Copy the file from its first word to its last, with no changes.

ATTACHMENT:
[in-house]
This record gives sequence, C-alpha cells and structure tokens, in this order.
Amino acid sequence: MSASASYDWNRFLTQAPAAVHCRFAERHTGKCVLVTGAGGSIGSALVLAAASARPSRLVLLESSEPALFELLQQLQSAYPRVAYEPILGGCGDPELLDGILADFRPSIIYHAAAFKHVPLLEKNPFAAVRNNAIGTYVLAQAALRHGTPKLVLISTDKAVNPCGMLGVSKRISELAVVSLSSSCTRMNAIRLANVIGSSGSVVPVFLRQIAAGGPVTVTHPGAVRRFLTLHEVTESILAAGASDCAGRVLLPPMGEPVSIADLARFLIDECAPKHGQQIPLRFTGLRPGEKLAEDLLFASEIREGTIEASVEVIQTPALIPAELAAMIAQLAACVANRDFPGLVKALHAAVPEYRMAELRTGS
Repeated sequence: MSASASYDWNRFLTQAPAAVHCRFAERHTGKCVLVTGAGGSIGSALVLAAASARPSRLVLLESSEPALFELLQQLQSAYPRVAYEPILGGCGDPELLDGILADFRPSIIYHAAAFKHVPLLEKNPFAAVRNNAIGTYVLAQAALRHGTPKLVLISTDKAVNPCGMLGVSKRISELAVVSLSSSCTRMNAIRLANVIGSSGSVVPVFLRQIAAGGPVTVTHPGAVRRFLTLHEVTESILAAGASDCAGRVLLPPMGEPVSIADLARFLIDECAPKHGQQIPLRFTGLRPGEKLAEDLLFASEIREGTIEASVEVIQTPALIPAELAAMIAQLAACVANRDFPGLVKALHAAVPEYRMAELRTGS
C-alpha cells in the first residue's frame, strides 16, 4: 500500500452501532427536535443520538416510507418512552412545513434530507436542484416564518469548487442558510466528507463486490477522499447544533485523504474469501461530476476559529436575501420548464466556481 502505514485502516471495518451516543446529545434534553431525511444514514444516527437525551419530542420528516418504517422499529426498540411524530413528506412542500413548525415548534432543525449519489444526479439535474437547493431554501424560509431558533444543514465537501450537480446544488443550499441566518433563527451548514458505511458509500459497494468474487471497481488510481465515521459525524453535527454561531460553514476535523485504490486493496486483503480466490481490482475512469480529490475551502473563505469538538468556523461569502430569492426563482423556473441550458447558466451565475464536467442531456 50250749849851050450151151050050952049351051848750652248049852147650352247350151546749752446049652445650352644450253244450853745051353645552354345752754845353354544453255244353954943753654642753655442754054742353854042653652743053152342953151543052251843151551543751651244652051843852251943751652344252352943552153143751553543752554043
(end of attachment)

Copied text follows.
[in-house]
This record gives sequence, C-alpha cells and structure tokens, in this order.
Amino acid sequence: MSASASYDWNRFLTQAPAAVHCRFAERHTGKCVLVTGAGGSIGSALVLAAASARPSRLVLLESSEPALFELLQQLQSAYPRVAYEPILGGCGDPELLDGILADFRPSIIYHAAAFKHVPLLEKNPFAAVRNNAIGTYVLAQAALRHGTPKLVLISTDKAVNPCGMLGVSKRISELAVVSLSSSCTRMNAIRLANVIGSSGSVVPVFLRQIAAGGPVTVTHPGAVRRFLTLHEVTESILAAGASDCAGRVLLPPMGEPVSIADLARFLIDECAPKHGQQIPLRFTGLRPGEKLAEDLLFASEIREGTIEASVEVIQTPALIPAELAAMIAQLAACVANRDFPGLVKALHAAVPEYRMAELRTGS
Repeated sequence: MSASASYDWNRFLTQAPAAVHCRFAERHTGKCVLVTGAGGSIGSALVLAAASARPSRLVLLESSEPALFELLQQLQSAYPRVAYEPILGGCGDPELLDGILADFRPSIIYHAAAFKHVPLLEKNPFAAVRNNAIGTYVLAQAALRHGTPKLVLISTDKAVNPCGMLGVSKRISELAVVSLSSSCTRMNAIRLANVIGSSGSVVPVFLRQIAAGGPVTVTHPGAVRRFLTLHEVTESILAAGASDCAGRVLLPPMGEPVSIADLARFLIDECAPKHGQQIPLRFTGLRPGEKLAEDLLFASEIREGTIEASVEVIQTPALIPAELAAMIAQLAACVANRDFPGLVKALHAAVPEYRMAELRTGS
C-alpha cells in the first residue's frame, strides 16, 4: 500500500452501532427536535443520538416510507418512552412545513434530507436542484416564518469548487442558510466528507463486490477522499447544533485523504474469501461530476476559529436575501420548464466556481 502505514485502516471495518451516543446529545434534553431525511444514514444516527437525551419530542420528516418504517422499529426498540411524530413528506412542500413548525415548534432543525449519489444526479439535474437547493431554501424560509431558533444543514465537501450537480446544488443550499441566518433563527451548514458505511458509500459497494468474487471497481488510481465515521459525524453535527454561531460553514476535523485504490486493496486483503480466490481490482475512469480529490475551502473563505469538538468556523461569502430569492426563482423556473441550458447558466451565475464536467442531456 50250749849851050450151151050050952049351051848750652248049852147650352247350151546749752446049652445650352644450253244450853745051353645552354345752754845353354544453255244353954943753654642753655442754054742353854042653652743053152342953151543052251843151551543751651244652051843852251943751652344252352943552153143751553543752554043